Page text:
Summer’s almost here! Here are some tips to help your dog enjoy this beautiful weather too.

    1. Paws Off The Hot Pavement: Do you remember as a barefoot kid, jumping to walk on the white lines since they were cooler than the pavement? Our dogs are not the fierce predators of old. The foot pads, especially on puppies and apartment dogs, are prone to very uncomfortable burns. Always reach down and keep your hand firmly pressed to the pavement for a while to be sure it’s not too hot. If you can’t comfortably keep your hand there, your dog may need to take a different path, or to wear protective boots.

    2. Don't Leave Me In The Car: Speaking of hot places, please don’t ever leave your dog in the car alone in warm weather. Dogs can’t sweat like people do, and their fur coats don’t unzip. Even with windows cracked, the inside of a car can reach deadly temperatures in less than 15 minutes. While you could leave the air conditioning running, more than one family has returned to find an empty car with a window unwittingly rolled completely down by a paw.

    3. Keep Me In The Shade: When you tie your best friend’s leash while you play some ball with the kids, be sure he can reach some shade and has plenty of water available. If he’s digging, chances are he’s removing the top warm layer of dirt to get to the cooler layer below. Pay attention to this plea that he needs some relief from the heat.

    4. Water + Dog = Happy Cool Dog: Speaking of water, dogs LOVE to have their own kiddy pools to cool off in! When looking for a pool, consider how often you will want to be changing out the water. Dog’s tend to get the water muddy faster than kids, and some pools are too flimsy to easily dump. Your dog doesn’t need a huge pool. Better to get a smaller one that’s easy to dump. If you have a dog that absolutely loves to get into deeper water, consider a plastic stock tank, These tanks, usually used to water horses and other livestock, are easier to dump than kiddy pools and have the option to attach drainage hoses. When introducing your dog to the pool, never force entry. Instead, play around the pool and throw toys and floating treats into the water. Always use an appropriately safe water level for each dog

    5. Cooling Treats: You can create amazing ice treats for your dogs! Choose some favorite treats: pieces of carrots, kibble, spoonfuls of peanut butter, etc. Fill a plastic container with water. (Depending on the types of treats and how large you make the ice, you may want to freeze in layers.) Add treats into the water, freeze solid, dip into warm water to release, let your dog enjoy the “pupsicle” outside!

    And don’t forget to stay current on heartworm preventative. This preventable deadly disease is much cheaper to avoid by using pills than to treat an infection. The heart worm parasite is transmitted by mosquitoes. Warm weather brings mosquitoes, as well as forgotten pools of water breeding more of the bloodsucking bugs. Let your vet guide you in getting your dog started on the very easy, one pill a month, protective pills.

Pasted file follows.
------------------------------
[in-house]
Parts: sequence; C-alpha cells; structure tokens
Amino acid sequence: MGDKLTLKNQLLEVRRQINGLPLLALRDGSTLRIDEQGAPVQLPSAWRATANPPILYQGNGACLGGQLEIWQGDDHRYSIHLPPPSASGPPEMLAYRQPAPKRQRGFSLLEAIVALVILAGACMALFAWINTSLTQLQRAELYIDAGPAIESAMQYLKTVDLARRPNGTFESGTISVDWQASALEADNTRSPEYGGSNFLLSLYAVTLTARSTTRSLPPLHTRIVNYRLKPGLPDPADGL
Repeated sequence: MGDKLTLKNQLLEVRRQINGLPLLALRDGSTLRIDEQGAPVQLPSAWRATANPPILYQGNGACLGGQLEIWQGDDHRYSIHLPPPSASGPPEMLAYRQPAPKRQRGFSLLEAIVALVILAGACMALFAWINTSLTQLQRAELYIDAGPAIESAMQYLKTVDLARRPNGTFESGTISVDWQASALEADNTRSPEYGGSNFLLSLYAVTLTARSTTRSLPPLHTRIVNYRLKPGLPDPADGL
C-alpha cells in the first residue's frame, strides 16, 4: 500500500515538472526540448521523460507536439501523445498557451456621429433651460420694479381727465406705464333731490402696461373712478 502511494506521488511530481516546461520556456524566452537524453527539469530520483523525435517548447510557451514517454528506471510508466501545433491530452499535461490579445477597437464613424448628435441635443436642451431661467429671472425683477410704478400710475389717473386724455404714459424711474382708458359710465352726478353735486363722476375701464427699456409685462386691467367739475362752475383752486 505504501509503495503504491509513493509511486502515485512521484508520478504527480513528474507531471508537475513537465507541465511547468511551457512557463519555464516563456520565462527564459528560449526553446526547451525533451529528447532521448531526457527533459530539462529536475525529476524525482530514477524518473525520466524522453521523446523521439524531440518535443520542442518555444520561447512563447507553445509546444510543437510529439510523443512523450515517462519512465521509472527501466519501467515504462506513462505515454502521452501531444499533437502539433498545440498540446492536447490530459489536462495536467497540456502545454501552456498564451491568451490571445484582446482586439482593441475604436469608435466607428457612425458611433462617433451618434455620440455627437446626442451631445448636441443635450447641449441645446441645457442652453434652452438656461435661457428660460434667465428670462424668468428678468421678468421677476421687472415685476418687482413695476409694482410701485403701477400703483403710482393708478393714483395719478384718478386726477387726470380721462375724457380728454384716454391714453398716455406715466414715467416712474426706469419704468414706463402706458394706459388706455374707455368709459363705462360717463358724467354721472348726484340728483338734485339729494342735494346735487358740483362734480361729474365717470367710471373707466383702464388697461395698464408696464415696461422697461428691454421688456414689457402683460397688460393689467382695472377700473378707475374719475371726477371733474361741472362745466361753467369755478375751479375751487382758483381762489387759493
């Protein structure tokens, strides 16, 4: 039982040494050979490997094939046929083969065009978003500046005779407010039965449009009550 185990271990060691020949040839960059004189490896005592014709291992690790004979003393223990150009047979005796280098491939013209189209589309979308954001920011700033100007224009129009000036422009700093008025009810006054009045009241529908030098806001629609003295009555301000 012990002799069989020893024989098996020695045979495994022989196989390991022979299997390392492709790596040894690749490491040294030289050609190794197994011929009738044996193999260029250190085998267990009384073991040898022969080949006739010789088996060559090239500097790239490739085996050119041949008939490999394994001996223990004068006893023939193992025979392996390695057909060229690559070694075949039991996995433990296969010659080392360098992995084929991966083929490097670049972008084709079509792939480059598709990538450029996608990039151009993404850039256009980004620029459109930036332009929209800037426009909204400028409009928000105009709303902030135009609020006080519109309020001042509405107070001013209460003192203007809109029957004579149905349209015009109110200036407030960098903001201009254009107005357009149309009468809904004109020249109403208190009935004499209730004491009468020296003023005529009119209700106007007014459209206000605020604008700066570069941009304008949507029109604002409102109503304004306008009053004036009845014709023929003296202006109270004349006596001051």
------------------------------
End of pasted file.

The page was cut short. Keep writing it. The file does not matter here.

Be safe, have fun, and give your dog a scratch for me!

    About The Author: Lesa Scheifele is a behavioral consultant who specializes in exotic animal training



    The Makings of the Shibori Bandana. Each Shibori Bandana is individually made from the dying process to the stitch detail.

    We first begin, by washing the raw fabric.

    Then we tie it to get it prepared for the dye process.

    Once it's ready to be dyed, we dip it in the indigo dye several times. This process can take up to 3 hours. After it's dyed, we hang dry it.

    Which usually takes a day. After it's all dry, we wash it again about 5 times to get all the excess dye off. Then we hang dry again. The picture above is unwashed. The indigo will get a lighter once it's washed.


    After it's all dry, we add a heavy stitch detail that is all done by hand. This is the stitching you see going across the center of the bandana. It can get tricky to get the stitch to be straight when you are hand stitching, so we take our time to make sure it's done nicely.

    After we hand- stitch it we sew the hand stitch secure and sew the rolled hem and it's finally finished! It's a process that usually take an additional 2-3 days to make as oppose to the other bandanas. It's a beautifully crafted Bandana. If your looking for a special gift for your pup that is unique you won't be disappointed with the Shibori Bandana. We hope you enjoy reading about The Makings of the Shibori Bandana :)

    Bodie | The Mellow Fellow :)

    Bodie | The Mellow Fellow :)


    Happy Saturday friends!

    We have a special friend we want to feature this month. His name is Bodie, he is 6 years old. He is one mellow fellow and he looking for a forever home. He is a rescue with FBRN (French Bulldog Rescue Network)

    Bodie came to FBRN because his previous owner was no longer able to give him the care he needed. Bodie suffers from intervertebral disc disease (IVDD), a condition where the cushioning discs between the vertebrae of the spinal column bulge or burst, creating pressure on the spinal nerves. In mild cases, this pressure causes pain and decreased mobility, but in severe cases it can cause paralysis. Bodie’s is a moderately severe case, and he no longer has full use of his hind legs. But no matter! Bodie isn’t in any pain and, in typical doggie fashion, has no idea that there’s anything amiss. He is happy to roam and play in the house and yard, sort of wobbling around (he wears socks to prevent rug rash) and he recently got a wheelie cart of his very own, which he uses for adventures like walks! Bodie’s cart was fitted and manufactured just for him, and he has taken to it like a fish to water. Heads turn and hearts go pitter-pat when this handsome fellow takes a walk through the neighborhood with his sweet wheels! Of course, he'll take his cart with him to his forever home.